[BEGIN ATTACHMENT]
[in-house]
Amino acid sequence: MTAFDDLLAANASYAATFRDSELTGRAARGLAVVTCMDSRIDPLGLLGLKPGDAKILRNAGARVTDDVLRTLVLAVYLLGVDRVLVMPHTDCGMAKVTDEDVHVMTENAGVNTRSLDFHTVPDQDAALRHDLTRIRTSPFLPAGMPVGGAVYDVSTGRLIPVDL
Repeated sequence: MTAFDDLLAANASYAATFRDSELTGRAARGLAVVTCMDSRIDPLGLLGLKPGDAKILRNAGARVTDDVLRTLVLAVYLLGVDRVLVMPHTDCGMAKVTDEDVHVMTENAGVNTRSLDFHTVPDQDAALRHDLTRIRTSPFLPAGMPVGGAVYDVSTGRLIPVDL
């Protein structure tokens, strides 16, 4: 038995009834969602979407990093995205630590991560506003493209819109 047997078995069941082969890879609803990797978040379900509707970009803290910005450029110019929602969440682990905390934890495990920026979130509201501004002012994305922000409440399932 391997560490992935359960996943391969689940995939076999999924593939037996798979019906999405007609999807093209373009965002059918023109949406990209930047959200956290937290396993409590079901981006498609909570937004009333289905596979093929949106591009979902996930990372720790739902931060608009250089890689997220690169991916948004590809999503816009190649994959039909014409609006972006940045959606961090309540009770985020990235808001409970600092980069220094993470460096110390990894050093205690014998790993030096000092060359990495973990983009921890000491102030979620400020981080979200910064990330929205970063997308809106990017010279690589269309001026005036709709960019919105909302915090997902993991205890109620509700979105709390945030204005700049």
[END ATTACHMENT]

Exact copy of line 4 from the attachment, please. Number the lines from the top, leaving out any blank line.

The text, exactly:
């Protein structure tokens, strides 16, 4: 038995009834969602979407990093995205630590991560506003493209819109 047997078995069941082969890879609803990797978040379900509707970009803290910005450029110019929602969440682990905390934890495990920026979130509201501004002012994305922000409440399932 391997560490992935359960996943391969689940995939076999999924593939037996798979019906999405007609999807093209373009965002059918023109949406990209930047959200956290937290396993409590079901981006498609909570937004009333289905596979093929949106591009979902996930990372720790739902931060608009250089890689997220690169991916948004590809999503816009190649994959039909014409609006972006940045959606961090309540009770985020990235808001409970600092980069220094993470460096110390990894050093205690014998790993030096000092060359990495973990983009921890000491102030979620400020981080979200910064990330929205970063997308809106990017010279690589269309001026005036709709960019919105909302915090997902993991205890109620509700979105709390945030204005700049």